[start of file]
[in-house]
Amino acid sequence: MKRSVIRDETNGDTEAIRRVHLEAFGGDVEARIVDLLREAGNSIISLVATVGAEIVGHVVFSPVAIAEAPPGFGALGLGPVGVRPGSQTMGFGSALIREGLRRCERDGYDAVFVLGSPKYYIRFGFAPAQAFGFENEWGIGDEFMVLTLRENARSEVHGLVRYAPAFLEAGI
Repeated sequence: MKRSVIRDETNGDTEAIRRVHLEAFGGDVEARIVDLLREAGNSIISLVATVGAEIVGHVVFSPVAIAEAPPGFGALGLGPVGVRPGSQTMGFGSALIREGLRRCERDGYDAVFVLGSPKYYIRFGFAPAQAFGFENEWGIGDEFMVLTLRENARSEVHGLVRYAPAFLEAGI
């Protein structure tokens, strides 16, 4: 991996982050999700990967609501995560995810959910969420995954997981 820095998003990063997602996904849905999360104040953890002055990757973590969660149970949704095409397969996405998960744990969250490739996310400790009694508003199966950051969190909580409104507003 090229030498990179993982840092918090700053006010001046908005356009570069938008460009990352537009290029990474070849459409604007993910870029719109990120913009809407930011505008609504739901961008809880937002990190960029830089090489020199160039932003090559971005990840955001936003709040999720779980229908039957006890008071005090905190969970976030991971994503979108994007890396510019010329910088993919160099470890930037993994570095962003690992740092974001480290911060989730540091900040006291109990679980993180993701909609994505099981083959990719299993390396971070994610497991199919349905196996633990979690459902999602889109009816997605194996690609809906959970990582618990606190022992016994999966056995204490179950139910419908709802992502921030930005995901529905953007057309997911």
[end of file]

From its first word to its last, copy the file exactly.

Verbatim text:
[in-house]
Amino acid sequence: MKRSVIRDETNGDTEAIRRVHLEAFGGDVEARIVDLLREAGNSIISLVATVGAEIVGHVVFSPVAIAEAPPGFGALGLGPVGVRPGSQTMGFGSALIREGLRRCERDGYDAVFVLGSPKYYIRFGFAPAQAFGFENEWGIGDEFMVLTLRENARSEVHGLVRYAPAFLEAGI
Repeated sequence: MKRSVIRDETNGDTEAIRRVHLEAFGGDVEARIVDLLREAGNSIISLVATVGAEIVGHVVFSPVAIAEAPPGFGALGLGPVGVRPGSQTMGFGSALIREGLRRCERDGYDAVFVLGSPKYYIRFGFAPAQAFGFENEWGIGDEFMVLTLRENARSEVHGLVRYAPAFLEAGI
């Protein structure tokens, strides 16, 4: 991996982050999700990967609501995560995810959910969420995954997981 820095998003990063997602996904849905999360104040953890002055990757973590969660149970949704095409397969996405998960744990969250490739996310400790009694508003199966950051969190909580409104507003 090229030498990179993982840092918090700053006010001046908005356009570069938008460009990352537009290029990474070849459409604007993910870029719109990120913009809407930011505008609504739901961008809880937002990190960029830089090489020199160039932003090559971005990840955001936003709040999720779980229908039957006890008071005090905190969970976030991971994503979108994007890396510019010329910088993919160099470890930037993994570095962003690992740092974001480290911060989730540091900040006291109990679980993180993701909609994505099981083959990719299993390396971070994610497991199919349905196996633990979690459902999602889109009816997605194996690609809906959970990582618990606190022992016994999966056995204490179950139910419908709802992502921030930005995901529905953007057309997911």